Unlimited: Christ Has Justified Us Through His Death

Jul 6, 2020 1492

Unlimited: Christ Has Justified Us Through His Death

Just as one trespass resulted in condemnation for all people, so also one righteous act resulted in justification and life for all people (Romans 5:18).

Justification is the reception of the sinner just as he or she is, for Christ’s sake. Sanctification, or transformation, is the result. The essence of justification is that God does for us what we could never do for ourselves. He accomplished our acquittal through Christ’s life and death, which were not only substitutionary, but representative.

When Christ died, God counted it as though the whole human race died. His perfect life, given for us on the Cross, was put to the credit of the whole human race. Christ became what he was not, that we might become what we are not. (See 2 Corinthians 5:14, 21).

Sanctification begins with regeneration, which always accompanies the faith and penitence that mark justification. Sanctification concerns our state, which is always imperfect, whereas justification concerns our standing with God, which is always perfect.

Justification is concerned with what has been entirely done outside of us. The result of justification is that as faith lays hold of the gift of salvation, the Holy Spirit who inspires that faith begets a new life in seed form. Henceforth the believer, so to speak, is a person with two natures, the old and the new.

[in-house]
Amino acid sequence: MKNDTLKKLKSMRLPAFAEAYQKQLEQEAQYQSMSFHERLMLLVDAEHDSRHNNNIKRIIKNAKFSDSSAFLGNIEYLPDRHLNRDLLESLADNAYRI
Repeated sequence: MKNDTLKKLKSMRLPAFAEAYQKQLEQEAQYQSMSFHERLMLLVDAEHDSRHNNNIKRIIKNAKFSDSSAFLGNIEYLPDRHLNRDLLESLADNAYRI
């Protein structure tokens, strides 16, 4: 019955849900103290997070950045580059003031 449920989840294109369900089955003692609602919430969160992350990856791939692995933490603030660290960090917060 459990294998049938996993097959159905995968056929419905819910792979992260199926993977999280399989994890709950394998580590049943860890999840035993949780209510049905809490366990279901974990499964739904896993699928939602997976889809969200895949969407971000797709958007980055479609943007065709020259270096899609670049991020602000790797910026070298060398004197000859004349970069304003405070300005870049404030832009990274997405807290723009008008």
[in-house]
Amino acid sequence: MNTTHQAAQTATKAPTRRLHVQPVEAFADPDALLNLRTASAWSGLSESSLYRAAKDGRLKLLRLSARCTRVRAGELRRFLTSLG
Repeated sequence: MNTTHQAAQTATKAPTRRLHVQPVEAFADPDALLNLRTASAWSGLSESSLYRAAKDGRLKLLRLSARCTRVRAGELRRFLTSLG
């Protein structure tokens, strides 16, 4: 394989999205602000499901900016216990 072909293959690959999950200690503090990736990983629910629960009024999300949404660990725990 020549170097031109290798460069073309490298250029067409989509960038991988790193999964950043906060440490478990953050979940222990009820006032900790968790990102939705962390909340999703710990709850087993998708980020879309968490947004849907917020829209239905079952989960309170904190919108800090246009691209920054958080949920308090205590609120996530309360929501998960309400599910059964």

– Des Ford (adapted)

Eli’s Reflection: Make a list of some actual things that you do in your life that feed your old nature and another list of things that feed your new nature. Decide to stop doing one of the things that feeds your old nature, and to do more of one of the things that feeds your new nature. Ask God for help in these areas of your life.

Help Spread the Good News

Donald Brown

Jul 6, 2020

The word justified can be looked at this way. "just as if I had never sinned." Your slate was wipped clean by Christ and it is his righteousness that covers you. However, let's have a look at justification in another way. Remember the story that Jesus told about the two people praying in the temple? One man was a tax collector and the other was just a regular guy. Well both went into the temple to pray. However, the one guy, not the tax collector, started telling God how that he was glad that he wasn't like that tax collector over there and he also told God how he did this and did that and so on. However, the tax collector wouldn't even lift his eyes to Heaven and all that he did was ask God for mercy. So which of the two were justified? If you said the tax collector then you're right. Why is that? Well the other guy was too busy bragging to God about himself, and secondly that other guy right in front of God started putting down the tax collector. That guy showed absolutely no mercy to the tax collector. However, the tax collector on the other hand just asked for mercy and forgiveness. The tax collector left the temple justified simply because he did not rail about himself, or how great he was or how he supposedly did this or that, nor did he even put down the other guy in front of God. He simply asked for mercy. God justified him.

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